A recent judgement [1] from the Technology and Construction Court (TCC) has highlighted the risks associated with amending standard form building contracts without legal advice and/or a full understanding of the subsequent implications.

The details

The parties entered into a building contract for the construction and fit out of two houses. A dispute arose which the claimant referred to adjudication, however the defendants contended that there was no contractual mechanism for adjudication.

The question for the TCC to determine was whether there was an express provision for adjudication within the contract. This was particularly important as there was an argument that the contract fell within the residential occupier exception (in the Construction Act). This meant that there was no implied statutory right to adjudicate, and an express agreement to adjudicate was required.

The relevant contract provisions were amended as follows:


The outcome

For the reasons set out below, it was concluded that the contract did provide for adjudication despite the amendments.

  • Deleting Article 7 did not mean that adjudication did not apply as Clause 9.2 of the contract also provided for adjudication.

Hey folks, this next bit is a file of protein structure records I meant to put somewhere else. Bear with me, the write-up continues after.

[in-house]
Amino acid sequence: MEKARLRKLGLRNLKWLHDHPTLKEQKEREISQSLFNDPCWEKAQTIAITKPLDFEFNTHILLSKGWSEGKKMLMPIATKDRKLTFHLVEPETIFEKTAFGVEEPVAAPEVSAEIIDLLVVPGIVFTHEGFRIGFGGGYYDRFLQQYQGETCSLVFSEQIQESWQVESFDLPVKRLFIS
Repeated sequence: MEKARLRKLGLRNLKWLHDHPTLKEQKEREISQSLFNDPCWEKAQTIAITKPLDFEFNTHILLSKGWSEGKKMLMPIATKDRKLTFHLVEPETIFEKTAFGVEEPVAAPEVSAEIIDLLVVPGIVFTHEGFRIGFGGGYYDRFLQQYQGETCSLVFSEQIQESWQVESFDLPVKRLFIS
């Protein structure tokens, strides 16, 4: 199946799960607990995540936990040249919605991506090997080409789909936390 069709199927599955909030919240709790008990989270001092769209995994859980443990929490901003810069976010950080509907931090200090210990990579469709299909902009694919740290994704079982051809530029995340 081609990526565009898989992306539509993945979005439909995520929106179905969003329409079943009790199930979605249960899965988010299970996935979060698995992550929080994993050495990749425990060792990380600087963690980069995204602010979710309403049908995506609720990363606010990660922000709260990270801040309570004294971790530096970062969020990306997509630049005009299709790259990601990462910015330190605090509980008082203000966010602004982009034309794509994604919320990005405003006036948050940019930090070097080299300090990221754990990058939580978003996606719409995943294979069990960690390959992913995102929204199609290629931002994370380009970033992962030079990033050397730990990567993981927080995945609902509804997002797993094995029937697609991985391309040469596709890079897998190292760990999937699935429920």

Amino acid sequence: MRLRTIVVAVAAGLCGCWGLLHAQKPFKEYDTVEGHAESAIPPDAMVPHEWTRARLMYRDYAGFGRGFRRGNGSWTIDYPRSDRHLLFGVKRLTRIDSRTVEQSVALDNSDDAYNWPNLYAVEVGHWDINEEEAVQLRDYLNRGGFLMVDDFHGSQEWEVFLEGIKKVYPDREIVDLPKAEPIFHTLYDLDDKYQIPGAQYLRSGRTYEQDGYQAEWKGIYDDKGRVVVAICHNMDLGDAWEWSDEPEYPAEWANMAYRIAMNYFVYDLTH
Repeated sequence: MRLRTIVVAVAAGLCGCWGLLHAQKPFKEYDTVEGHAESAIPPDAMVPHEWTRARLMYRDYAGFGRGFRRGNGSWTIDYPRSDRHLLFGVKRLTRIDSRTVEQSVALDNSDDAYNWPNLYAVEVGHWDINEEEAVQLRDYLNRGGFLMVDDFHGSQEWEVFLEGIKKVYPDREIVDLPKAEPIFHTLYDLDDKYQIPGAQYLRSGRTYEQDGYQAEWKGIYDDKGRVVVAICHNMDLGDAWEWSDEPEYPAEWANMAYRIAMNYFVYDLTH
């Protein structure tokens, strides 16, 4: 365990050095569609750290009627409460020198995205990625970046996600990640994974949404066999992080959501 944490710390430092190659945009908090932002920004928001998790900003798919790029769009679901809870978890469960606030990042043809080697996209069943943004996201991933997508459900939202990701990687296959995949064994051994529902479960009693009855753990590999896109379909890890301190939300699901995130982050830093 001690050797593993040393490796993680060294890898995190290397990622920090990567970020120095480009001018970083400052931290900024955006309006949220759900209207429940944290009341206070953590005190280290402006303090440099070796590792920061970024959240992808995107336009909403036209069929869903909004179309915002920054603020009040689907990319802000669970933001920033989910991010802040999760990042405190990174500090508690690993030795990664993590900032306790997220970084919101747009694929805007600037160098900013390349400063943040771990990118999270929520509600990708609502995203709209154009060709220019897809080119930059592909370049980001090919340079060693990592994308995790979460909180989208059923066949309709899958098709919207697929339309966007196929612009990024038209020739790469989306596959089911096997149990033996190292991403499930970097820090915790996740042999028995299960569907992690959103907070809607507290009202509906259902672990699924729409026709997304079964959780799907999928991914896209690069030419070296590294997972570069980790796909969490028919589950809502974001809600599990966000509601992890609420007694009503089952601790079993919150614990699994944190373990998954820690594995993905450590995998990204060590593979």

• Inserting “n/a” into Contract Particulars 9.2 was ambiguous; it could mean that the parties did not want to adjudicate, or alternatively that they just didn’t want to set out specific conditions for how the adjudication should be conducted, for example, choice of adjudicator. In the circumstances, it was decided that the insertion had no effect on the clear wording of Clause 9.2.

Many provisions of the underlying JCT do not need a corresponding article to incorporate them into the contract; these provisions are self-standing and are automatically incorporated. With this in mind, it was concluded that Clause 9.2 was a self-standing provision; the absence of Article 7 did not affect the application of Clause 9.2.


This case illustrates the need for extreme care to be taken when drafting contract amendments. The defendants thought that the drafting adequately reflected the parties’ intentions by removing the right to adjudicate, however this turned out not to be the case.

Drafting and negotiating your own amendments to a building contract may seem like a good idea at the time, however, without a full understanding of the underlying building contract and the implications of any amendments, you may come to regret it. Remember, amending contracts yourself is done at your own risk…

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[1] Matthew J.Harding (trading as MJ Harding Building contractors) v Gary George Leslie Paice, Kim springall [2014] EWCH 4819 (TCC)

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This blog is intended only as a synopsis of certain recent developments. If any matter referred to in this blog is sought to be relied upon, further advice should be obtained.